*Interns are not labor, or they shouldn’t be. An internship, by definition, is an educational experience for the intern. If it is “labor,” paid or unpaid, and the balance of benefit is in the host’s favor, it probably is not an internship. Any discussion concerning the ramifications of unpaid internships should start from this premise. IMHO, part of the problem with the growth of unpaid internships as the defacto requirement to break into the museum field is that the educational part seems to have fallen by the wayside and “internship” now just means the same as volunteer or temporary, entry level staff that is unpaid. Without the educational part, it’s just not an internship. And requiring the intern to be earning college credit, as many museums do, does not, in an of itself, make an experience “educational.” The judge in the recent Black Swan case called such side benefits “of little moment.” It should also be noted that requiring college credit for an unpaid internship means the intern is not only working for free, but has to pay tuition for the experience, sometimes in the thousands of dollars. This is a high financial bar to clear for potential museum professionals from modest backgrounds.

    * The Department of Labor long ago issued rules interpretting the Fair Labor Standards Act that regulates internships and compensation. It is here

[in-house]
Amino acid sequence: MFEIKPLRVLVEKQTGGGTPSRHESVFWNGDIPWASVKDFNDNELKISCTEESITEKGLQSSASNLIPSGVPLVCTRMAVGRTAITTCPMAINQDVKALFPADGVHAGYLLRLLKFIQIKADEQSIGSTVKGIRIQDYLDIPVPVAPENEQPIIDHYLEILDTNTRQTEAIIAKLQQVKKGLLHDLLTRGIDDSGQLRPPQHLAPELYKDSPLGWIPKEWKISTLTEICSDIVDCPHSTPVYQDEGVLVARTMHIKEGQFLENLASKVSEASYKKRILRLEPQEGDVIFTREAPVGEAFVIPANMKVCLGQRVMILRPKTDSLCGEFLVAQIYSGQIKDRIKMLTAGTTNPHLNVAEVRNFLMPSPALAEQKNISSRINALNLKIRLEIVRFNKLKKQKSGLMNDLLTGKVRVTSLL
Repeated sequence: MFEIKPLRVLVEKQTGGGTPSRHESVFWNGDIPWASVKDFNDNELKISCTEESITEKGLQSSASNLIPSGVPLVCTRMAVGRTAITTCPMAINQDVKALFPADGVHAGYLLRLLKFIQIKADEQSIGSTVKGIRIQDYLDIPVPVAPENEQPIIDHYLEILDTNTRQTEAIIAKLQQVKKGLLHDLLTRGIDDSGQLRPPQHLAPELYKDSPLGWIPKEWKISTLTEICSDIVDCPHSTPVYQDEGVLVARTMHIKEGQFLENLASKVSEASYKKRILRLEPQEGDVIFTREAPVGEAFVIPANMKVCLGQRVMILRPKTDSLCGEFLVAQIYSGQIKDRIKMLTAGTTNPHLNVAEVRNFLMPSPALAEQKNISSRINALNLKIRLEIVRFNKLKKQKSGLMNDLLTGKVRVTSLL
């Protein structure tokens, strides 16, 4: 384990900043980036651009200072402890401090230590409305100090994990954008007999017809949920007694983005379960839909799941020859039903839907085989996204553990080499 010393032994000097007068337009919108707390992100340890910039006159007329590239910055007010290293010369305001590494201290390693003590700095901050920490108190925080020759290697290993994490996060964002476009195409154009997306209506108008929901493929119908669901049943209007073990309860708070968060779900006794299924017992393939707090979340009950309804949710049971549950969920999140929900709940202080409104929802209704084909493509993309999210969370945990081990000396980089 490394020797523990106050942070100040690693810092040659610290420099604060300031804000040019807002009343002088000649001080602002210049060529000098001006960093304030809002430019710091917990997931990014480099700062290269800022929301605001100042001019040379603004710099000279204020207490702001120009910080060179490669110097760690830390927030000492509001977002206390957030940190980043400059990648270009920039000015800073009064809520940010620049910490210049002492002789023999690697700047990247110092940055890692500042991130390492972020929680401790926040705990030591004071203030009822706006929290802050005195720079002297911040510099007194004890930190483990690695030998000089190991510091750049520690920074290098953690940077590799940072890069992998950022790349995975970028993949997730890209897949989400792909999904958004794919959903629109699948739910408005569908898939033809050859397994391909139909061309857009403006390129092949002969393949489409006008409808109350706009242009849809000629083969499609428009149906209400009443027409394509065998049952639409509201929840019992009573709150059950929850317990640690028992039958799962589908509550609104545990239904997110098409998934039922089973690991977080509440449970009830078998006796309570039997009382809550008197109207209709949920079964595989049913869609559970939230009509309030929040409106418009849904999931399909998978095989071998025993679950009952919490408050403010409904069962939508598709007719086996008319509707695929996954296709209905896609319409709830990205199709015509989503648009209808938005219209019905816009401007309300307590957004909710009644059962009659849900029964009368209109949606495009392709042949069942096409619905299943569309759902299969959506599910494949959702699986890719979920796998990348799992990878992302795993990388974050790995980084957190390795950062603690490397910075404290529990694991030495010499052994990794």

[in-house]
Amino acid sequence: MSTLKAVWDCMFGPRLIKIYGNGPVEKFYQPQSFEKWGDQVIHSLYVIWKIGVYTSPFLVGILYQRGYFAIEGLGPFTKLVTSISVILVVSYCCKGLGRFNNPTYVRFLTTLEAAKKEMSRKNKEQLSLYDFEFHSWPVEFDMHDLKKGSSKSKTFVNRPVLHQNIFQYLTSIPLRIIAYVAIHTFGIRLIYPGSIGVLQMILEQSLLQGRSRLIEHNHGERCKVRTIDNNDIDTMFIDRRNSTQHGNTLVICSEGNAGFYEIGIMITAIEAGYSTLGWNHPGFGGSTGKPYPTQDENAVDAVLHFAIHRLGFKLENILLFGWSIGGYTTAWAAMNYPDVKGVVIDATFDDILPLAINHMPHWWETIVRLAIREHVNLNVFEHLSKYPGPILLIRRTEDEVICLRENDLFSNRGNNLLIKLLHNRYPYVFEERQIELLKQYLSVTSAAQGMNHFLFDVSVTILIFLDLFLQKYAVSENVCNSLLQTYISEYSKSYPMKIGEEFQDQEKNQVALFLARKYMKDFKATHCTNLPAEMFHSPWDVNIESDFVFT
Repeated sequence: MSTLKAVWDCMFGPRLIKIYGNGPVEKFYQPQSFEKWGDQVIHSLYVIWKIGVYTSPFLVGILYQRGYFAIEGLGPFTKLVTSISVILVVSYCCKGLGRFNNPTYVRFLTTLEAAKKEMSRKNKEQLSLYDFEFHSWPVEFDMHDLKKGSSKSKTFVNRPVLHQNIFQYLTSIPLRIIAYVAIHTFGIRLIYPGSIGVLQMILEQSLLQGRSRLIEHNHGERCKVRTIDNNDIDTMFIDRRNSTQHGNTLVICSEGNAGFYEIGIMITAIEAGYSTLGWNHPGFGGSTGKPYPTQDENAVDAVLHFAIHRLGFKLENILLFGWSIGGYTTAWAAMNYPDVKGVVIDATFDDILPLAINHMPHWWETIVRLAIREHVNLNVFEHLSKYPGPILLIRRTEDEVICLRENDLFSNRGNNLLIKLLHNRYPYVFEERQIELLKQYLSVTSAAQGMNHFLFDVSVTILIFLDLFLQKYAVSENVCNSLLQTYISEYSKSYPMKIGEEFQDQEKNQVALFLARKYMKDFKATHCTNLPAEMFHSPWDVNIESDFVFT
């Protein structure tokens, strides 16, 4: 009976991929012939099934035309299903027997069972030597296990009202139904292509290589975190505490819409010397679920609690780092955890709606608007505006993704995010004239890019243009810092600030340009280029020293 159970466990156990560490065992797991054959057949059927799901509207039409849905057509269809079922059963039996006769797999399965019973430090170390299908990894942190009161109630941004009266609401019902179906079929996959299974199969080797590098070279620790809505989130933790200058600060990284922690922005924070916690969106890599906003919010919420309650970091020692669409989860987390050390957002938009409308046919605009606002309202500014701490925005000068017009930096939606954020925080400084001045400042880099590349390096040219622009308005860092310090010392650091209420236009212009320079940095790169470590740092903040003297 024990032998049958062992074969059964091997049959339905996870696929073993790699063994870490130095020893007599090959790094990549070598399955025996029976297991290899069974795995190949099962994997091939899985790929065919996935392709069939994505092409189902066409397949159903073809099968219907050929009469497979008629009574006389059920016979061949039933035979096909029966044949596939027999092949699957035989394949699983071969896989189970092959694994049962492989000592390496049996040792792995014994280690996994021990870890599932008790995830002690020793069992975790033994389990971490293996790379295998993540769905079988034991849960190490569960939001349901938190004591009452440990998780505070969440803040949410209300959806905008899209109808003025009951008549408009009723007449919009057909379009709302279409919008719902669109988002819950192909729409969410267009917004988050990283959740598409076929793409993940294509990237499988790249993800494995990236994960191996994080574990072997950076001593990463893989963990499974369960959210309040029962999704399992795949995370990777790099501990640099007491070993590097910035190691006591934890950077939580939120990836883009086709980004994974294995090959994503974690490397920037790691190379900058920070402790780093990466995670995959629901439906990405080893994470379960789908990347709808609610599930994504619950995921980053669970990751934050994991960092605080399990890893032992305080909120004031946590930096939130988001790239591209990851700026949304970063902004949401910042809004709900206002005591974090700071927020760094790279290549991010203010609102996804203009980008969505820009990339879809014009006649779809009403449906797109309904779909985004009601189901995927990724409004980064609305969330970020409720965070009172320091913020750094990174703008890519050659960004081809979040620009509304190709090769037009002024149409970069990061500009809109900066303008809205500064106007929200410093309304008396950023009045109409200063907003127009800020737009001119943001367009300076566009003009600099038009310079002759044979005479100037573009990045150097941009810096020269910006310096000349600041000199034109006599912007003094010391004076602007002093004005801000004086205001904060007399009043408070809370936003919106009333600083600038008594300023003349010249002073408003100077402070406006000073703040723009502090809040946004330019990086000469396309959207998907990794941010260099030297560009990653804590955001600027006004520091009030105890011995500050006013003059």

While this may or may apply to public or non-profit institutions, it is a really good place to start when weighing the ethics of unpaid internships.

    *The footnote in that document that pertains to MOST museums (public and non-profit) states in part. "Unpaid internships in the public sector and for non-profit charitable organizations, where the intern volunteers without expectation of compensation, are generally permissible. WHD is
    reviewing the need for additional guidance on inte
    rnships in the public and non-profit sectors”

    Two points. “Generally permissible” is an awful weak thread for the museum world to hang on considering how prevalent unpaid internships have become. Especially considering how many court cases on this issue are currently pending. This could literally change overnight.

    Also, it would be great for someone with the right authority and letterhead to contact the Wage and Hour Division of the DoL to see if the review they say the undertook in 2010 has gone anywhere. I emailed once and got no reply.

  2. As far as the "legal, ethical and economic consequences [of] unpaid labor," I was a regular part-time employee that was denied lunch and rest breaks. The museum director refused to pay me for those lunch and rest breaks that I worked straight through, and then when I inquired how I could take lunch/rest breaks I was fired. I was not an unpaid volunteer or intern. I was one of YOU!
    Read more about my experience on my blog at: